The structural redesign being driven from the top must therefore identify the new behaviours that are expected for the business. These adaptation of behaviours and the creation of new behaviours normally creates stress in employees, while disengaging them from the organization’s objectives.

Human Resources add value by partnering with the line managers as they align these new behaviours by identifying the basket of strengths of each employee in harmony with their talents, and as a result neutralise the stress impact created by organisational changes. This naturally leads to Eudaimonic well-being, since these employees are able to unleash their strengths and talents in the new organisation structure, while deriving a sense of fulfilment of purpose, and meaning in whatever they are expected to do.

Having a strong decision mechanism, that underpins job design has never been more critical than today. Especially with new job roles emerging faster than ever before, job design is where HR can truly add business value. The challenge however here, is to also consider the job’s contribution to the creation of value in the organization.

We all know that business leaders do not have the endurance for lengthy job evaluations, so the process must be rapid, intuitive, and handy for all line managers. Regular conversations about an employee’s performance and grooming talent for the future are considered to be critical for an individual’s growth and also critical for organization’s long term survival.

Business researcher Josh Bersin estimates that, about 70% of multinational companies are moving toward this model, even if they haven’t arrived quite yet. The majority are implementing, a more scientific approach to valuing contribution.

Responsible and responsive leadership was the lead topic at the 2017 World Economic Forum Annual Meeting. The theme of discrimination and income discrepancy is forcing policy discussions on minimum wage, living wage and gender pay gap. It’s time to cultivate a thriving workforce, and an empowered workforce that responds to the changing work landscape.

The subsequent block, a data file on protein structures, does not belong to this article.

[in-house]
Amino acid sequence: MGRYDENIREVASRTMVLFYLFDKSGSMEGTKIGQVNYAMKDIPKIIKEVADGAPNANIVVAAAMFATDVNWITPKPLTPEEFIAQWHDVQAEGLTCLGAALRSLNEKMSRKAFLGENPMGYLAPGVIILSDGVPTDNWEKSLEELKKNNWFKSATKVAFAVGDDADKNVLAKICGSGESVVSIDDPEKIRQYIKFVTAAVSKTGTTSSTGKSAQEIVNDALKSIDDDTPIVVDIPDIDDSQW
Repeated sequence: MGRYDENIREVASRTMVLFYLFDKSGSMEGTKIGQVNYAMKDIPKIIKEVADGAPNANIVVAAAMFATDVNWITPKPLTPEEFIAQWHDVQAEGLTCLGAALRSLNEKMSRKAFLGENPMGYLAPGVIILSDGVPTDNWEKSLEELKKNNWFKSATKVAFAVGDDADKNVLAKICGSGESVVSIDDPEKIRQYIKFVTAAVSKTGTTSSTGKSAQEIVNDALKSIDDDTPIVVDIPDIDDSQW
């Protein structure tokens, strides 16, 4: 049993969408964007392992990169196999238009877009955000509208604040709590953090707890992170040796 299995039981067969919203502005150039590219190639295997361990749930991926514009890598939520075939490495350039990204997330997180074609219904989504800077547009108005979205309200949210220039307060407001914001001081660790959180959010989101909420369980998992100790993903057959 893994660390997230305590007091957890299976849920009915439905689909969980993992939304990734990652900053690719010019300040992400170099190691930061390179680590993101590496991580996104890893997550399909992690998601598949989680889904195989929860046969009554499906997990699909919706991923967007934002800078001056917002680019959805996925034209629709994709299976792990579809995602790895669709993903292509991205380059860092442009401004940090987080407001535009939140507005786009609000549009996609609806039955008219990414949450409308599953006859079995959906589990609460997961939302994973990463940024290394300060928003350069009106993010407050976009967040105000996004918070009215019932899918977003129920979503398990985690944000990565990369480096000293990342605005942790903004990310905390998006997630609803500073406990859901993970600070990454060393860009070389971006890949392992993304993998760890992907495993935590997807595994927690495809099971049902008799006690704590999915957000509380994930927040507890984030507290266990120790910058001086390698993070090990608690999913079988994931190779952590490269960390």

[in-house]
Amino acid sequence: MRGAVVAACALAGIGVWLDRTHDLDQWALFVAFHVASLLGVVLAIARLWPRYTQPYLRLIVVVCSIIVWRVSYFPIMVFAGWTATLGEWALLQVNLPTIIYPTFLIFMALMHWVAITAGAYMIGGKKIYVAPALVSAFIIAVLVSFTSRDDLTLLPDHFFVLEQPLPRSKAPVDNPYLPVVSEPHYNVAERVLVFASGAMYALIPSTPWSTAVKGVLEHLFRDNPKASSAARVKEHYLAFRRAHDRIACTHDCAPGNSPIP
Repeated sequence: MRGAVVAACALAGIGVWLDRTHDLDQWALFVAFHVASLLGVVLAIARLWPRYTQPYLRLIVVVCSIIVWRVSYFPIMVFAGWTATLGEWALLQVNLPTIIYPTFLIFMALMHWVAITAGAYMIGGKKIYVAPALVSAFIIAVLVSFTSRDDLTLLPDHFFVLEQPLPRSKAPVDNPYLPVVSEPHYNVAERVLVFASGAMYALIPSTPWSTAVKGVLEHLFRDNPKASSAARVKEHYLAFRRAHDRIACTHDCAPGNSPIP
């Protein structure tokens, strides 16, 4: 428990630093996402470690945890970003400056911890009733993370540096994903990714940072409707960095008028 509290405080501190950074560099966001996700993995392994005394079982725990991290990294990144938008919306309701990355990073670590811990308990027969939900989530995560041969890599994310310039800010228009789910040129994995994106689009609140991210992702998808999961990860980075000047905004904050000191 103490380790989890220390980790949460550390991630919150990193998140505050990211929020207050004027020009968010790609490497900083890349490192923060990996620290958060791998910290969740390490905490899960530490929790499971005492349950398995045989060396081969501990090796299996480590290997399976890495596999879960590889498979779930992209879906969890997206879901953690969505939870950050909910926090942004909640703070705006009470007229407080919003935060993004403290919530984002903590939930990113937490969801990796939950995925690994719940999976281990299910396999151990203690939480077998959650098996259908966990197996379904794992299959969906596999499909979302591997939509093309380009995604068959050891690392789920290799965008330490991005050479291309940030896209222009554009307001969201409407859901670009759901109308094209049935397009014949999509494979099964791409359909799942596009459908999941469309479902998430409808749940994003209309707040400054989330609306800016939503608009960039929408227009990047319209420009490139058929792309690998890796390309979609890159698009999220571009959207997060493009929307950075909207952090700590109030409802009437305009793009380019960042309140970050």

This means creating an environment where each employee can thrive and flourish at work.  So, the key is to attract and nurture the talented employees of the company to be in sync with the organisational vision and value system. This further means that while organisations drive business changes to influence positive leadership traits beginning from the top, thus creating a positive work environment which will employees find clear purpose and meaning in their work. This can be achieved by optimally utilising their strengths and potentials to the maximum best.

Echoing the positive psychology framework of Dr. Seligman, in today’s business scenario it becomes more than vital to tap into a neatly designed organisation structure, that focuses on customer centricity by treating every employee as their prospective new customer. This requires employment of the right blend of positive emotions, employee engagement, resilience, and meaning at work, which ultimately results in achievement of company goals and individual career goals as well.

Author credit:

Vivian Alfred S, Vice President- Human Resources, Endress+Hauser India Pvt. Ltd

Vivian Alfred S, Vice President- Human Resources, Endress+Hauser India Pvt. Ltd

Vivian is a seasoned HR professional who has been building sustainable organizational capabilities to deliver business results for around 13 years in different industries and cultures. He has spent over a decade mastering HR strategies and practices in different roles, teams and business categories. He is also a Neuro Linguistic Program Master Practitioner; Success Behavior Coach and a researcher in Positive Psychology.

Also read: What Do Gen X, Y and Z Think About Future Leadership?